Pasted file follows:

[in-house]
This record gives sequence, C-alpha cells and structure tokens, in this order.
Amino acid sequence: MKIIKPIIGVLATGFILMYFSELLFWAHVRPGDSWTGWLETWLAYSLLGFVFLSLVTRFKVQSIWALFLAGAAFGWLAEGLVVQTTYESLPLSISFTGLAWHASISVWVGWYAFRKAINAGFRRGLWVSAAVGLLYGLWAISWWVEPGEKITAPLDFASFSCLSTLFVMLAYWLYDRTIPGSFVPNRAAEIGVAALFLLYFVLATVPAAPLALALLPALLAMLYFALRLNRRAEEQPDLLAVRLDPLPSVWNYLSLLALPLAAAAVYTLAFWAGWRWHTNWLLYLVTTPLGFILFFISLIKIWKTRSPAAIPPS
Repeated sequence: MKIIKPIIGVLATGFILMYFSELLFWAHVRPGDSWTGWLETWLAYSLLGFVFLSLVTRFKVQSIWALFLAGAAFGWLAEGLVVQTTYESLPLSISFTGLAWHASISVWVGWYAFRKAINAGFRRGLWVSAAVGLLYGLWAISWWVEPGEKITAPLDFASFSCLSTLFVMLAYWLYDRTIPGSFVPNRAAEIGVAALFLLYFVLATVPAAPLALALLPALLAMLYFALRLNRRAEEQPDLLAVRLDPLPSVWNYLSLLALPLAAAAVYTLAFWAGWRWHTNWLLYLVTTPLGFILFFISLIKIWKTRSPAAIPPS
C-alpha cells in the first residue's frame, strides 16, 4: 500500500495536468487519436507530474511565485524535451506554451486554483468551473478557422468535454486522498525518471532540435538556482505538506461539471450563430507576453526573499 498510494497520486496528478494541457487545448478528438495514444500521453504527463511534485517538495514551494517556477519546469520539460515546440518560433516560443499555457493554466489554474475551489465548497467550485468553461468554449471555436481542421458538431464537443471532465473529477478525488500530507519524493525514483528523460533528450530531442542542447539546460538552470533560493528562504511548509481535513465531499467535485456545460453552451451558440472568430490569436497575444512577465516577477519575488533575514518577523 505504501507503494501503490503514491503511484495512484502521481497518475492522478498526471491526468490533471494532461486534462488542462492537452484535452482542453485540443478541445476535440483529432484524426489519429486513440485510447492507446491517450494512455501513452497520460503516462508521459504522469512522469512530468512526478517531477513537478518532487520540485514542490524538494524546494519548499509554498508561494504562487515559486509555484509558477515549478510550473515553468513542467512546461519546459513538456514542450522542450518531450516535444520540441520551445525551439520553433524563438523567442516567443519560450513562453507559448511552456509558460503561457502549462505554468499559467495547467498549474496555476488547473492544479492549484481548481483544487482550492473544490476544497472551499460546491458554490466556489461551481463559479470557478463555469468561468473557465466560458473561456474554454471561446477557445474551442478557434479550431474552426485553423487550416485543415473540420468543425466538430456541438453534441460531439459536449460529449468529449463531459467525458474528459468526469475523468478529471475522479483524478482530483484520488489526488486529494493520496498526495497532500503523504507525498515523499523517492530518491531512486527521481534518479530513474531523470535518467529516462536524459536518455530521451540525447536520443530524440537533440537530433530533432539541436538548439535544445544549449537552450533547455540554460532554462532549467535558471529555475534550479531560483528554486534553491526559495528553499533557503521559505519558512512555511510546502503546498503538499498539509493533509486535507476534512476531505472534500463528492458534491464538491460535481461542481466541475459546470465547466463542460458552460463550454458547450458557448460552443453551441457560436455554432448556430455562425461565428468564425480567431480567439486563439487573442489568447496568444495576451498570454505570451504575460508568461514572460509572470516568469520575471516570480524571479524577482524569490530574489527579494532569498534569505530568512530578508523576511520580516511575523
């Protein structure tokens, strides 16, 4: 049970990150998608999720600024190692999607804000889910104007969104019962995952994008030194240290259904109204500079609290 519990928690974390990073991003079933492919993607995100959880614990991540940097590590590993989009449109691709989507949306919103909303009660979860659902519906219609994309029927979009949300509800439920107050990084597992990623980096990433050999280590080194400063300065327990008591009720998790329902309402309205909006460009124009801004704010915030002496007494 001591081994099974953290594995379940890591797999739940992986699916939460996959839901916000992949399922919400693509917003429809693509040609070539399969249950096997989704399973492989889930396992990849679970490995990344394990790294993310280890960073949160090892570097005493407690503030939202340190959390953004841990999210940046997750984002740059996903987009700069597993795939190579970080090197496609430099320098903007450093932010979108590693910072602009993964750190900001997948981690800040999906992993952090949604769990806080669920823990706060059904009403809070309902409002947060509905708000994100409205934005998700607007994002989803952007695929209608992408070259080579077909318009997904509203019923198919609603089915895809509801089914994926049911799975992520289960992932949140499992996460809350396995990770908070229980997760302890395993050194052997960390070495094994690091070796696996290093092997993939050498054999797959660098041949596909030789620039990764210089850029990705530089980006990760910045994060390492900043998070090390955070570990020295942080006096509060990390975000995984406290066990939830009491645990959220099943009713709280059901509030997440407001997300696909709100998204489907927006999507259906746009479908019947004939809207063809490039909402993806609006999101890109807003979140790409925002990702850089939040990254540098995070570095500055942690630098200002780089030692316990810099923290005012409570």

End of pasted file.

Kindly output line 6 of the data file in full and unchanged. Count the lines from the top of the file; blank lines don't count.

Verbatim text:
């Protein structure tokens, strides 16, 4: 049970990150998608999720600024190692999607804000889910104007969104019962995952994008030194240290259904109204500079609290 519990928690974390990073991003079933492919993607995100959880614990991540940097590590590993989009449109691709989507949306919103909303009660979860659902519906219609994309029927979009949300509800439920107050990084597992990623980096990433050999280590080194400063300065327990008591009720998790329902309402309205909006460009124009801004704010915030002496007494 001591081994099974953290594995379940890591797999739940992986699916939460996959839901916000992949399922919400693509917003429809693509040609070539399969249950096997989704399973492989889930396992990849679970490995990344394990790294993310280890960073949160090892570097005493407690503030939202340190959390953004841990999210940046997750984002740059996903987009700069597993795939190579970080090197496609430099320098903007450093932010979108590693910072602009993964750190900001997948981690800040999906992993952090949604769990806080669920823990706060059904009403809070309902409002947060509905708000994100409205934005998700607007994002989803952007695929209608992408070259080579077909318009997904509203019923198919609603089915895809509801089914994926049911799975992520289960992932949140499992996460809350396995990770908070229980997760302890395993050194052997960390070495094994690091070796696996290093092997993939050498054999797959660098041949596909030789620039990764210089850029990705530089980006990760910045994060390492900043998070090390955070570990020295942080006096509060990390975000995984406290066990939830009491645990959220099943009713709280059901509030997440407001997300696909709100998204489907927006999507259906746009479908019947004939809207063809490039909402993806609006999101890109807003979140790409925002990702850089939040990254540098995070570095500055942690630098200002780089030692316990810099923290005012409570």